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current of our difcourfes, by turning the stream as it were for a moment back upon itfelf. This Figure alfo fhews the attention and accuracy of the fpeaker, in that he appears immediately aware of objections that may be made against what he is offering, and fhelters himself from their force. Let me obferve further, that whoever duly examines the inftances that have been given will find that the fenfe is enhanced by these corrections, or at least is more advanta¬ geously received; and it is certainly in fome. Gafes wifer to raise our fenfe by degrees, than crowd it all at once upon our audience. As the ideas gradually open, so the mind also gradually opens by this Figure, till we have agreeably and fully imbibed, and, as it were, absorbed a fpeaker's whole meaning. Water bursting in an hafty flood upon the mouth of a vial will certainly be wasted; and we can only hope to fill it by a gentle and leifurely infusion. I fhall add, with Mr BLACKWALL, that "the unex"pected quickness of the recollection and turn "in this Figure pleasingly furprises the Reader, "and all of a fudden fires him with the Au"thor's own pafsion. The height of this Fi
gure is, when a perfon, having lately declared "an inclination to a thing, presently rejects it
with horror, and vows against it with impre"cations." Of this fort Mr BLACKWALL gives an inftance from DIDO's fpeech in VIR
The Queen, deep wounded with the darts of love, Felt the fwift poifon rufh thro' all her veins, And her whole foul imbib'd the fubtil flame. The valour of the man, his high descent, His graceful perfon, his attractive speech, Indelibly were ftamp'd upon her heart, Fill'd all her thoughts, and murder'd her repofe. When the next morning had reftor'd the fun, And scatter'd from the fkies the humid shades, Diftracted to her fifter fhe unfolds The tumults, pangs, and struggles of her foul. "O my dear ANNA, my anxiety "Has chas'd my fleep. What an uncommon guest "Have we admitted to our regal dome! "O what a form! How brave, how great in arms ! " 'Tis paft conjecture; certain 'tis he fprang "From a celeftial ftock: his port, his looks, "His fpeech proclaim his origin divine. "Fear argues vulgar minds; but by what fates "Has he been toft? What wars has he describ'd? "Had not my foul immoveably refolv'd "Never to wear the nuptial bonds again, "From the first hour my dear SICH AUS fell, "And the connubial bed and torch renounc'd, "This man might o'er my prudence so prevail "As to incline me to fecond choice.
"Sifter, I own that fince my husband's death,
"Me in its clofing jaws, or may the arm
"The pale wan ghofts, and dark domains of hell,
At Regina gravi jamdudum faucia cura,
Si mihi non animo fixum immotumque federet,
The APOSIOPESIS confidered,
§ 1. The definition of the Apofiopefis, § 2. An inftance of this Figure from Bishop FLEETWOOD. § 3. Examples of it from VIRGIL, TERENCE, CICERO, and JUVENAL. § 4. Inftances of this Figure in Scripture, and on what occafions. § 5. The ufe of the Apofiopefis.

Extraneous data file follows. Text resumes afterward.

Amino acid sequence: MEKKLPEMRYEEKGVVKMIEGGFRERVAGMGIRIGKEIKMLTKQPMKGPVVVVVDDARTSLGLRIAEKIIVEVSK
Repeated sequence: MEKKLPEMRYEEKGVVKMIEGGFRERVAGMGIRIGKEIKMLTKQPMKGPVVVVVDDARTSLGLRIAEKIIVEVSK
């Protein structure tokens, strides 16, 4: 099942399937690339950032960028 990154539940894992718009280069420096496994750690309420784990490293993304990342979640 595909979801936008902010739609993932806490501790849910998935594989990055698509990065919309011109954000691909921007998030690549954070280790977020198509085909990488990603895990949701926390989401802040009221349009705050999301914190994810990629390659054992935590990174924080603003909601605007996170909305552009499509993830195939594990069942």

Pofiopefis is a Figure whereby a perfon, often through the power of fome passion, as anger, forrow, fear, &c. breaks off his fpeech without finishing the fense.
§ 2. We have a remarkable inftance of this Figure in the following pafsage of Bishop FLEETWOOD; in which, contrafting the former and the latter years of Queen ANNE's reign, he thus speaks, and then closes with a striking Apofiopefis.
Never did feven fuch years together pass over. "the head of any English Monarch, nor cover "it with fo much honour. The crown and fceptre feemed to be the Queen's least orna
* From aσlaw, I am filent.
"ments: thofe other Princes wore in common "with her; and her great perfonal virtues were "the fame before and since. But fuch was the i fame of her adminiftration of affairs at home; "fuch was the reputation and felicity in choosing Minifters, and fuch was then esteemed "their faithfulness and zeal, their diligence and great abilities in executing her commands: "to fuch an height of military glory did her. great General and her armies carry the Britifa name abroad; fuch were the harmony and "concord betwixt her and her allies; and fuch 66 was the blessing of GOD upon all her councils "and undertakings, that I am as fure as hiftory "can make me, that no Prince of ours was "ever yet so profperous and fuccefsful, fo loved, "so esteemed and honoured by their fubjects " and their friends, nor near fo formidable ta "their enemies. We were, as all the world "imagined then, just entering on the ways that "promised to lead to fuch a peace, as would "have answered all the prayers of our religious "Queen, the care and vigilance of a most able
Ministry, the payments of a willing and obe"dient People, as well as all the glorious toils " and hazards of the Soldiery; when God for "our sins permitted the spirit of discord to go "forth, and, by troubling the Camp, the City, " and the Country (and O! that it had altoge"ther fpared the Places facred to his Worship!) "to fpoil for a time the beautiful and pleasing "profpect, and give us in its ftead, I know